Ready, Set, Go!
- Engage in a physical activity that promotes cooperation and teamwork while developing cardiovascular efficiency
- Use technology to meet a partner class located in another community, and explore how students play games around the world
Research shows that participating in organized physical activities improves a child’s intrapersonal and interpersonal abilities, such as self-regulation, self-esteem, empathy, and conflict resolution skills. Educators should encourage students to practice diplomacy and kindness as they manage their emotions in a team setting and cooperate with each other in a kind and respectful manner. During the live virtual exchange, educators should guide students to practice inclusivity as they explore similarities and differences between how students play around the world.
To learn more about these skills, and how they promote students’ healthy growth and the development of empathy, please check out our Empathy Framework.
- 2 plastic hoops
- 3-4 balls, beanbags, yarn balls, and/or any small piece of equipment that can be safely passed overhead for each group of 4 students (a combination of equipment will suffice)
- Familiarize yourself with the "Fire Brigade" game by watching the demo video, which is available in English and Spanish. While the video is primarily an educator-facing resource, it may be helpful to show students the moving diagram (from 0:50-1:48). Remember, the goal is to get kids up and moving as quickly and as much as possible!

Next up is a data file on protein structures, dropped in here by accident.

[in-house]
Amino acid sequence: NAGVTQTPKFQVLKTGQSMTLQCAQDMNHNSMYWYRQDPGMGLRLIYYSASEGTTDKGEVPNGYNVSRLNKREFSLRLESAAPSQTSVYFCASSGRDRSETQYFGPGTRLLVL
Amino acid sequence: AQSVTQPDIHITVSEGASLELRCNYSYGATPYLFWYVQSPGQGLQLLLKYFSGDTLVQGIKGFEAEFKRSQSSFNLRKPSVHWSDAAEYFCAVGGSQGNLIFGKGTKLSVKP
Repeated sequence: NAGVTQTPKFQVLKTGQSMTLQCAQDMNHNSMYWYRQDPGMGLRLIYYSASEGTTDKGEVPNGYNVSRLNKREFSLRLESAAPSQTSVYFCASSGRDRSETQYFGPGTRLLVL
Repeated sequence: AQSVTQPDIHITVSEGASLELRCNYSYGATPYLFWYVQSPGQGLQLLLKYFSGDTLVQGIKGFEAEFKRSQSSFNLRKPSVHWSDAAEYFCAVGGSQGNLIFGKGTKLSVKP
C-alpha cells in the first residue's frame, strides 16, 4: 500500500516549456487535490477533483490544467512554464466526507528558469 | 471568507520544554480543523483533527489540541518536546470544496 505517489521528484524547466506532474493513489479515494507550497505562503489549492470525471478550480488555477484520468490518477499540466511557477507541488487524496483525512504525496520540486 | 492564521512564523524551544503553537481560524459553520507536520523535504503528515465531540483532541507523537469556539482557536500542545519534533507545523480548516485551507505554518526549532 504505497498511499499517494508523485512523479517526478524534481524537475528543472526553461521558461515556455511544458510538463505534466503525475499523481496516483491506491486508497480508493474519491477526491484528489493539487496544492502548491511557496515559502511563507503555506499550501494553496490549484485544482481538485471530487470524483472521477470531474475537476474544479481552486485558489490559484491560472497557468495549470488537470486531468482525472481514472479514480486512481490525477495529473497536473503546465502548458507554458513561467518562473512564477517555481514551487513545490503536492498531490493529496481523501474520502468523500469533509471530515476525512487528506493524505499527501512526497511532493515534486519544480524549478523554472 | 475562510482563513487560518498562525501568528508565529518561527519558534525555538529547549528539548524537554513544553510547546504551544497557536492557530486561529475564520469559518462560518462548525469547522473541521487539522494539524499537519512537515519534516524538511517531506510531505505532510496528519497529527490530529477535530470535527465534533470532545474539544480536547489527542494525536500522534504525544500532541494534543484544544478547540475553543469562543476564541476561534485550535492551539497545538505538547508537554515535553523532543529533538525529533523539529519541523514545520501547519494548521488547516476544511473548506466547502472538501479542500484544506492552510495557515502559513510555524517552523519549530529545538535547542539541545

- Engage students in a conversation about physical activity by asking the following questions:
• Why is it important for us to engage in physical activity every day?
• What are some ways that you enjoy being physically active? Are there any particular games or sports that you enjoy?
• How can playing games together help us make friends and get along better?
- Introduce "Fire Brigade" as a relay game that requires students to work together as a team while getting lots of exercise! Explain the game rules to students (which you can find in the section below), then ask students to come up with norms for how they will play the game and collaborate with each other. For example:
• Listen carefully to the rules and follow the instructions
• Stay in your group’s assigned area
• Keep all body parts to yourself
• Respect others and their personal space
•Treat equipment safely and with care
• Move with control and awareness of others
• Encourage each other
- Lead students through a game of "Fire Brigade"!
- After completing the game, invite students to individually reflect on their experiences, and use the following prompts to guide them:
• Mind: What is something new they learned from participating in this activity?
• Heart: How did they feel during this activity?
• Body: What is one way that they want to participate in more physical activities together?
Then, gather students in a group reflection and ask the following questions:
• Have you played a game similar to this one before? How do games like “Fire Brigade” promote cooperation and friendship?
• What worked well during the game?
• How did we help each other?
• Did you experience any challenges, or notice anything that didn’t work well? Are there any solutions that you tried, or would try in the future?
• What should we do differently the next time we play this game, or similar games that require teamwork?